Five Good Reasons to Eat Non-Local Food (Part 1 of 2)
I love eating locally produced foods when I have the chance. I enjoyed having access to fully tree-ripe stone fruit when I lived in Davis, CA. Today I get to enjoy the ultra-local herbs, vegetables and fruit from my garden part of the year, and I make 10-20 gallons of wine from my little vineyard. I feel that I am fortunate, not noble. In January our county (San Diego) is one of the few places producing strawberries and I certainly enjoy those, but it doesn’t mean I don’t buy them later in the year when they come from further North. Local food can definitely be a treat, but to think that it is a noble thing to be a “locovore” is a bit silly and often quite pretentious. There are plenty of non-local foods that you should eat with no sense of guilt. In this and my next blog I’ll talk about why.
Limited Food Diversity
Humanity depended largely of “local” food for thousands of years. That didn’t always go so well. The most common limitation was a lack of fresh produce options during the off-season in the temperate zone. Even when I was growing up in the 50s in Colorado, we were mostly stuck with canned and frozen fruits and vegetables in the winter. Until some time in the last century, most people had very limited diets for much of the year. The bigger issue was that nutrient deficiencies caused serious health problems in many places because the locally available food didn’t supply all that was needed. Finally, famine was a very real threat. Clearly, we would not want to go back to true, “old-school local” food. Most Americans need to eat more fruits and vegetables, not less, and we need to be buffered from production ups and downs, particularly in an age of climate change. We really need food from other places to have a stable, balanced diet.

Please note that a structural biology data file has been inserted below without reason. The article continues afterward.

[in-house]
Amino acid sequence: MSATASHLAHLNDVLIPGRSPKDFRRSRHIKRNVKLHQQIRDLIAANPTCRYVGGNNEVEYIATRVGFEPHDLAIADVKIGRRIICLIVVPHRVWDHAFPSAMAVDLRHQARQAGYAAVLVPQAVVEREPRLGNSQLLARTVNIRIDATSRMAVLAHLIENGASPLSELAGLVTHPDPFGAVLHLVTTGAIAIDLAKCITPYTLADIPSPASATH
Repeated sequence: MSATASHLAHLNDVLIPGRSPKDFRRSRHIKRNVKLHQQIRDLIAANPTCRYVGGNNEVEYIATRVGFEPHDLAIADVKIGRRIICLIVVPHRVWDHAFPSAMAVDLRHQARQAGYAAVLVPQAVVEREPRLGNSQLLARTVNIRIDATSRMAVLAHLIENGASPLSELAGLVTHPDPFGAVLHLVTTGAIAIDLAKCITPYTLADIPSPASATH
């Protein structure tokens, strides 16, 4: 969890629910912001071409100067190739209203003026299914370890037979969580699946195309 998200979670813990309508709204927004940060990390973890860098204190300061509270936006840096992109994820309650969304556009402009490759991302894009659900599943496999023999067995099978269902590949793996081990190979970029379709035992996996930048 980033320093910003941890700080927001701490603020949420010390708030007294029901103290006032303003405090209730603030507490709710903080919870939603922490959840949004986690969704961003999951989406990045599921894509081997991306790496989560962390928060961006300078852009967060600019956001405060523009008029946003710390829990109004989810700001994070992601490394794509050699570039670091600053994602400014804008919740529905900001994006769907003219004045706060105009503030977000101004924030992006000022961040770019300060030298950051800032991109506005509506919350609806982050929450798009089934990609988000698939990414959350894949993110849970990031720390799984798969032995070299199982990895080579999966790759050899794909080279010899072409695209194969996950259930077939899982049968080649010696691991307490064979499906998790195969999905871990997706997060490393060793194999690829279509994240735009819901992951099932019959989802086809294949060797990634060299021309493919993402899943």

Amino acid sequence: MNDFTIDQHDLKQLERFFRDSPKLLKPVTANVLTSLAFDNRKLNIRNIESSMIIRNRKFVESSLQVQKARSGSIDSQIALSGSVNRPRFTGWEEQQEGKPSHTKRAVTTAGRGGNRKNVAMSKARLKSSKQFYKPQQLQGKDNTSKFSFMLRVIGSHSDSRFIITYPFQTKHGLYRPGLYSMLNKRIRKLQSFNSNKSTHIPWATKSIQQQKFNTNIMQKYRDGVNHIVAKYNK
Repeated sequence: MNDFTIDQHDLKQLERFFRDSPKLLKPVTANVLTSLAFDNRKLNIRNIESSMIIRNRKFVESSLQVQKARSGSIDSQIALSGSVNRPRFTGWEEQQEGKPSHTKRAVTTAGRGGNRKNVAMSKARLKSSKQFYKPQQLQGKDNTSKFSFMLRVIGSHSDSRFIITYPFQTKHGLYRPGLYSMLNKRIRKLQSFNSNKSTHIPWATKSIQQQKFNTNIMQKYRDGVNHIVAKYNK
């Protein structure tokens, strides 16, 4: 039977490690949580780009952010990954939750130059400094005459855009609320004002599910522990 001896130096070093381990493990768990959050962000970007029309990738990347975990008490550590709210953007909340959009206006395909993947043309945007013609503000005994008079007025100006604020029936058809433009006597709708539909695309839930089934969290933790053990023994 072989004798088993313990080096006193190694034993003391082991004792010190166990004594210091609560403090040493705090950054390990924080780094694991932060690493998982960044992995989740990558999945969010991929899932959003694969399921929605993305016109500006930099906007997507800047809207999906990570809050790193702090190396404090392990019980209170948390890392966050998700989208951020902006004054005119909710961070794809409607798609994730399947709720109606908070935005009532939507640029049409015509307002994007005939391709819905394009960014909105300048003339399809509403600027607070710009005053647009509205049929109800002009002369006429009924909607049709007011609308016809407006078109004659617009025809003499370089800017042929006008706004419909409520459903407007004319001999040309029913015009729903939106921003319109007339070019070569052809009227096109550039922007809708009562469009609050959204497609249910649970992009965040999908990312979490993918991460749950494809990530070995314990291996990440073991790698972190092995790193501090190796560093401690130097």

Most people know that the best wines, teas and coffee come from specific places where they have just the right conditions for quality. This is true of other foods as well. For instance, a region centered around North Dakota is one of few areas with the right conditions for growing high quality Hard Red Spring wheat – critical for making high dough-strength baked goods like artisan bread. It is also a good place for growing quality malting barley and durum wheat for pasta. Some foods really do need to come from specific places.
Much of the US population lives in places where it does not rain very much, or in the case of California, where it does not rain in the main growing season. In these regions there is already an issue of dividing water resources between urban and agricultural use. There is definitely not water available to pursue the goal of local production of crops that can be grown well outside of California. We need to use our water for the things that we are uniquely able to grow.
In part two of this blog, I’ll talk about Productivity Differences and The Mathematics of Land Availability.
Photo of an outdoor, Swiss produce shop by Steve Savage (it most likely represents a good mix of local and shipped items)